Genesis: The Creation Account and the Right of the Jewish People to the Land of Israel
"In the beginning G-d created the heavens and the earth." (Beresheit 1:1)
The Torah begins with an account of the creation of the heavens and the earth. Rashi asks an important question. The Torah is a work of law. It presents a system of six hundred thirteen mitzvot. It would seem appropriate for the Torah to concentrate on the objective of teaching us the commandments. Why does the Torah begin with an account of creation? Rashi provides a response from the Sage Rav Yitzchak. He explains that Hashem promised the Land of Israel to Bnai Yisrael. However, the Jewish people would not occupy an empty region. They would dispossess other nations. The Torah teaches justice. How can we justify the seizure of the Land of Israel from these nations? The account of creation provides the response. Hashem created the universe. Therefore, He has the right to apportion the earth to various nations. Also, He has the authority to command the dispossession of these nations. We did not take possession of the Land of Israel on our own authority. We were commanded by Hashem to possess the Land. Because it is His creation, He has the right and authority to apportion the Land of Israel to the Jewish people.
Rashi’s answer is difficult to understand. To whom is Rav Yitzchak’s response directed? Certainly, Rav Yitzchak did not expect the nations dispossessed by the Bnai Yisrael to be so impressed by this argument that they would meekly abandon their homelands! These nations were idol worshippers. They did not accept the authenticity of the Revelation and the Torah. They would quickly dismiss any assertion that the Creator had promised their ancestral homes to the Jewish people. They would never acknowledge that Hashem – the true owner – had confiscated their land from them.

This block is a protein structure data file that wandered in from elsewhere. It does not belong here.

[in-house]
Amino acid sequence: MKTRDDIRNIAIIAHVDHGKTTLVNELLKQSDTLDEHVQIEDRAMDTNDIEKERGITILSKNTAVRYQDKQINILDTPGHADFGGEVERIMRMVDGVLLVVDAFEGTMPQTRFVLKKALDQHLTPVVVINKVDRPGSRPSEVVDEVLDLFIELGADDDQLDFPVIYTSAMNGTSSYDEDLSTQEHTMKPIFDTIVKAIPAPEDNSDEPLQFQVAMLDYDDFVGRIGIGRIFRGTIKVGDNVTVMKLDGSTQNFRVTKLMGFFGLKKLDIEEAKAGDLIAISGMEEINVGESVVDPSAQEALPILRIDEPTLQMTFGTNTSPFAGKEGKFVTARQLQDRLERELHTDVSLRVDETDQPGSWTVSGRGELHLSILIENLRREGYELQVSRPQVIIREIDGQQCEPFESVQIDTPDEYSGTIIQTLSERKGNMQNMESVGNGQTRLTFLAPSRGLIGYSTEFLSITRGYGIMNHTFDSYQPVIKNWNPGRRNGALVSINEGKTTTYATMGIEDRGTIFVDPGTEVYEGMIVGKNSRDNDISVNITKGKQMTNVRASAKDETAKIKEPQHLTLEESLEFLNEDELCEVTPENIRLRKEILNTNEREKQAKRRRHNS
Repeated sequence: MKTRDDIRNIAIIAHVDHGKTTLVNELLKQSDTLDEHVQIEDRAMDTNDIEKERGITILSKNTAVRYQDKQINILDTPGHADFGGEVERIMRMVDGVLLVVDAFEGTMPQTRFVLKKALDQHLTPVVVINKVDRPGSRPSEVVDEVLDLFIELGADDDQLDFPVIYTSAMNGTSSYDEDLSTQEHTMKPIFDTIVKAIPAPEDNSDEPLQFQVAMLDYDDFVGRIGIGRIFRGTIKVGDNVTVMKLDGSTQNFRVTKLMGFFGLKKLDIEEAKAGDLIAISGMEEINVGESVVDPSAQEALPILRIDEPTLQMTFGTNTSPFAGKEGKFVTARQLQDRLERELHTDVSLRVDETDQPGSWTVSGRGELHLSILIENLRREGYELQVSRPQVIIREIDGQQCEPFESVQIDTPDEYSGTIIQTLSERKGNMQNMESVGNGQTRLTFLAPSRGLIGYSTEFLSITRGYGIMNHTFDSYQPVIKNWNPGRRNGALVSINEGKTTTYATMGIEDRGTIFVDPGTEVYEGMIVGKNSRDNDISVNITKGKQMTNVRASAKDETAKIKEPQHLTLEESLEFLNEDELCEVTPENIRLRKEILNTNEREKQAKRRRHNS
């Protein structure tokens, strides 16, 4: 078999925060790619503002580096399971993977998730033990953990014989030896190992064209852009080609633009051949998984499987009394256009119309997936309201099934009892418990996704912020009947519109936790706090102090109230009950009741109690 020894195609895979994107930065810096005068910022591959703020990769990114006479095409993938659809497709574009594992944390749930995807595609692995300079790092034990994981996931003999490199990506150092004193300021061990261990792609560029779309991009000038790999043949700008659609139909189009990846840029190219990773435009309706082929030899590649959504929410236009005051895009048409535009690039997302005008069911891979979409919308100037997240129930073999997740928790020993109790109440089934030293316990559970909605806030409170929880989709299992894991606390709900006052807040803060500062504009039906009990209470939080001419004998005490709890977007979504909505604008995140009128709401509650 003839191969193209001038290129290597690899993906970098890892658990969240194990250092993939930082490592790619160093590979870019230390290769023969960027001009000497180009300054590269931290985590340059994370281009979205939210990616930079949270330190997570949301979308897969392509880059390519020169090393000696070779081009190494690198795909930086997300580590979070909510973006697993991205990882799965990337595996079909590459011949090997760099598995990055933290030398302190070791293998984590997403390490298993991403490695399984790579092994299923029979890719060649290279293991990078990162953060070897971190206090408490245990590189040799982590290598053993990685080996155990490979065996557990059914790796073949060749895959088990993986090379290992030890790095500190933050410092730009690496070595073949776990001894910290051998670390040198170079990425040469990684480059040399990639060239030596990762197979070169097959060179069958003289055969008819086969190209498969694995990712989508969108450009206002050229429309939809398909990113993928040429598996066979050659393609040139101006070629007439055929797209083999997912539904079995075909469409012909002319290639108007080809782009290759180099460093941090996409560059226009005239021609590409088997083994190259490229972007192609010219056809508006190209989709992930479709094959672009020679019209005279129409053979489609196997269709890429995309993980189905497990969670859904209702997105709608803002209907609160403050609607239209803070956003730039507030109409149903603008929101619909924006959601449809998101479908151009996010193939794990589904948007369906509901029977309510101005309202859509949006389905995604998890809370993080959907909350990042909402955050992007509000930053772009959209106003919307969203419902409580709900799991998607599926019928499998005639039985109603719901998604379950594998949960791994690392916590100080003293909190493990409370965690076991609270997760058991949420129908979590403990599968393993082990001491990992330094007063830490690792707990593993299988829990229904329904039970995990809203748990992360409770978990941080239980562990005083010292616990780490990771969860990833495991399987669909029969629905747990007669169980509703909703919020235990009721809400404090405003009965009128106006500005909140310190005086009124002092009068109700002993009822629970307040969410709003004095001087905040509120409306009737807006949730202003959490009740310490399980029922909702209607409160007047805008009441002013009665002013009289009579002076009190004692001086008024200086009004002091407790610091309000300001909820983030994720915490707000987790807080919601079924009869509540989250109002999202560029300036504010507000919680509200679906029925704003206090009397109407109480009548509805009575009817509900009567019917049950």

Alternatively, if Rav Yitzchak is directed his comments to the other nations of the world that would witness Bnai Yisrael’s conquest of Cana’an, then his argument has proven completely ineffective. The nations of the world have repeatedly contested the right of the Jewish people to the Land of Israel. Even in our own day, despite the United Nation’s creation of Jewish homeland in the Land of Israel, the State of Israel is arguably the most politically beleaguered, and derided nation in the world. Israel receives more criticism for its measured responses to ongoing terror attacks than Sudan receives for sponsoring the massacre of its own citizens. And although some nations are willing to acknowledge the legitimacy of the State of Israel, barely any nation are Israel’s allies or supporters. Many of these nations that condemn Israel and question our right to the Land of Israel are familiar with the Torah, its account of creation, and its record of Hashem’s promises to the Jewish people. Yet, these nations do not recognize the Jewish people’s Divine right to the Land!